Sta. Ines Catholic High School Grade 8 student John Denver Cabungcal got into a battle with his classmate Mark, who falsely accused him of stealing his iPad while charging in the classroom.
An incriminating video of this battle and pictures of Mark’s swollen face were immediately uploaded to Facebook by another classmate, Carlos, along with an angry, inciting message.
The post quickly became local and later throughout the nation viral, making bad John Denver a hated nationwide villain. Only his mom, Marites, stood steadfastly by his side to protect his honor.
This grim tale was set in Pandan City, Antique Province. The dialog was all in Antique’s local dialect, Kinaray-a. This was only the second film I had seen, the first being “Tuos,” which was also an entry back in 2016 in Cinemalaya.
Despite what the title might suggest, this is certainly not a light movie. In “John Denver,” the dark severe feelings were persistent from beginning to end.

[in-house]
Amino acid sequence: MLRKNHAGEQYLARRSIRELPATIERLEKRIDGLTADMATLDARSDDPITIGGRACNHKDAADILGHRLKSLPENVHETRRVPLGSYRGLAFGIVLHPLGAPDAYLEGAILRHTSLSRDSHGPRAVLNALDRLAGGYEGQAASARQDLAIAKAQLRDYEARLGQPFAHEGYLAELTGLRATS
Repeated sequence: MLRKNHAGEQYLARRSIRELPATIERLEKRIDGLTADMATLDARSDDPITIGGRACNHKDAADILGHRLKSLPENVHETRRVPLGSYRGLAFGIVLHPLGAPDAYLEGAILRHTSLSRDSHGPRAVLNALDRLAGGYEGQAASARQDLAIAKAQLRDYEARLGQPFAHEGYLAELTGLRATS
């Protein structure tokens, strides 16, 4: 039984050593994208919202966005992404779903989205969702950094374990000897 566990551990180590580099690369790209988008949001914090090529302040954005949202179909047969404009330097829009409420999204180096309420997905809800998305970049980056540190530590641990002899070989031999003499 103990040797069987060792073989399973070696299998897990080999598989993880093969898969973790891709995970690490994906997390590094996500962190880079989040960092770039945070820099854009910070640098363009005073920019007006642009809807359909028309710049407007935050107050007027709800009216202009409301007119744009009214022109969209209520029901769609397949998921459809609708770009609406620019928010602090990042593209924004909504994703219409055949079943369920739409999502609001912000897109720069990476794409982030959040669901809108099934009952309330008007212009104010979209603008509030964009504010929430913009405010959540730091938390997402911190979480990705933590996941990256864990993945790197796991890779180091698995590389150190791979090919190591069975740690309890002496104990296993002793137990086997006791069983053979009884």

This film makes you feel so helpless and so furious that these cruel things were happening to a young kid. Kids should never be subject to such brutal bullying not only from fellow kids, but also from adults— and worse, adults in authority.
This film was indeed a very strong and timely declaration against intimidation in individual physically and verbally, or nearly online. It spoke about the dangerous power of social media in influencing public perception and opinion with biased or worse news, fake news, and its relentless adverse implications for the person concerned.